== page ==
Thursday , Dec , 23 , 2004 C.Y. Ellis

Judge upholds arbitrator’s ruling on O’Neal

New York, NY (Sports Network) – A federal judge has upheld an arbitrator’s
ruling that reduced the suspension of Indiana Pacers forward Jermaine O’Neal
to 15 games.

The NBA had originally slapped O’Neal with a 25-game penalty for his part in a
November 19 brawl between the Pacers and Pistons. The arbitrator’s ruling and
subsequent court decision will now allow O’Neal to play on Christmas Day when
the Pacers host the Pistons in the first meeting between the teams since the
incident.

Judge George B. Daniels made his ruling after hearing arguments from both the
NBA and the players’ union. He also watched a videotape of the incident,
during which O’Neal punched a fan.

The NBA is apparently still unhappy with the decision, particularly from the
arbitrator — Roger Kaplan. The league said Wednesday that the collective
bargaining agreement between the union and management provides only for the
appeal of any suspension to be heard by commissioner David Stern, who levied
the original penalty.

“While we disagree with the court’s decision today and expect that ultimately
Judge Daniels will find that the arbitrator had no authority in this matter,
we will, of course, abide by the ruling of the court,” said NBA deputy
commissioner Russ Granik. “Since Jermaine O’Neal has already served 15 games
of his suspension, he will be eligible to participate in the Pacers’ games, at
least until the next court hearing date set for December 30.”

Kaplan upheld the league’s suspensions of Indiana’s Ron Artest and two other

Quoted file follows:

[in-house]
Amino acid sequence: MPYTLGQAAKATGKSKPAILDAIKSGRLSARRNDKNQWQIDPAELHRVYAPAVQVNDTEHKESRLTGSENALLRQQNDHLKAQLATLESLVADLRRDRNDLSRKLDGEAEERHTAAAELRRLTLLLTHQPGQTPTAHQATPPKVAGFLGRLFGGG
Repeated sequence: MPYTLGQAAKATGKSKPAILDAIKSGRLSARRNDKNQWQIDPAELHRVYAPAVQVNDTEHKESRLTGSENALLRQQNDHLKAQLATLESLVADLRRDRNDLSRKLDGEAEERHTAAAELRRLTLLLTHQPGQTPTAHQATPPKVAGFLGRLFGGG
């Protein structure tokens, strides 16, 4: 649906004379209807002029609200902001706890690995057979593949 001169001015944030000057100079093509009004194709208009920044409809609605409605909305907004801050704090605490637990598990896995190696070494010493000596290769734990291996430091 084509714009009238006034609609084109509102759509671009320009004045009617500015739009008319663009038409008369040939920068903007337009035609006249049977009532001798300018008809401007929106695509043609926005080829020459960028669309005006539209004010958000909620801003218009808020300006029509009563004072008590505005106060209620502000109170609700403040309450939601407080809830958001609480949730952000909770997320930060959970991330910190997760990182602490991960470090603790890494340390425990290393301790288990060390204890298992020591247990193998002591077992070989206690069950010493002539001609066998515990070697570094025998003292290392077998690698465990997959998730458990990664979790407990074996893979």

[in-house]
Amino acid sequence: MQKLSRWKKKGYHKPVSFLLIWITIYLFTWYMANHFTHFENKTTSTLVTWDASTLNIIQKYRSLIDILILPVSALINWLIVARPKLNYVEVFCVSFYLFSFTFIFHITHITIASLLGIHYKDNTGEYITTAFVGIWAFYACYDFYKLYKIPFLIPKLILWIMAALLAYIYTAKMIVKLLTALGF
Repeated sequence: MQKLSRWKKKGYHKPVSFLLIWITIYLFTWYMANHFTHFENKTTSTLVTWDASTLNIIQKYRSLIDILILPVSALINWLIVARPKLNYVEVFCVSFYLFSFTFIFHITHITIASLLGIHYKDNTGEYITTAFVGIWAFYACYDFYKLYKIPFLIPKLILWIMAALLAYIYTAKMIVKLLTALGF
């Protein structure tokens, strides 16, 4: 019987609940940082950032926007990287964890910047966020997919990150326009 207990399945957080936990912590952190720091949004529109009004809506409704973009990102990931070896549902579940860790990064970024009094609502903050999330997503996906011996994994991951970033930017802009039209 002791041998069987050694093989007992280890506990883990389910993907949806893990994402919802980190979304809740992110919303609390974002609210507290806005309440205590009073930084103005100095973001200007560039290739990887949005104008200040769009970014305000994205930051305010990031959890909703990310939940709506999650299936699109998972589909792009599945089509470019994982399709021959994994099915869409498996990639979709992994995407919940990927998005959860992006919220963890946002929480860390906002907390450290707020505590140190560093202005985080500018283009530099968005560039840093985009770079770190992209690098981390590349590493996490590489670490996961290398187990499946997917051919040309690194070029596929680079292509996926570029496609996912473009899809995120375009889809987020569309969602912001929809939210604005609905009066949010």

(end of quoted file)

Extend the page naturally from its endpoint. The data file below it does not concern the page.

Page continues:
Pacer players. Artest, who received the most severe penalty, was suspended the
remainder of the season.

The brawl started late in a seemingly calm game with Indiana in front by 15
points. Detroit’s Ben Wallace was fouled by Artest and the Pistons center took
exception to what he deemed a hard foul and gave Artest a two-handed push to
the face.

After that, the confrontation continued by the scorers’ table as players came
off both benches. The Detroit fans then lost all control and began throwing
cups filled with liquid and ice at Artest, who was laying on top of the
scorer’s table. Artest was hit in the head with a flying cup and immediately
raced into the stands where he started punching whom he thought was the
culprit.

Stephen Jackson followed into the crowd, along with several Pacer players,
and started swinging away at the unruly fans.

O’Neal was also involved in a fight with a fan on his way to the locker room.

After security tried to get the players out of the crowd, the game was called
with 45 seconds remaining. However, the fighting was not over, as Detroit
fans continued to pelt the Pacers as the players were being escorted
into the locker room. The players and coaches were finally able to make it
into the tunnel, but not before all tempers were lost.

Five members of the Pacers and several Detroit fans were criminally charged.
O’Neal was charged with two counts of misdemeanor assault and battery, while
Artest, David Harrison, Anthony Johnson and Jackson were all charged with one
count of assault and battery.

IND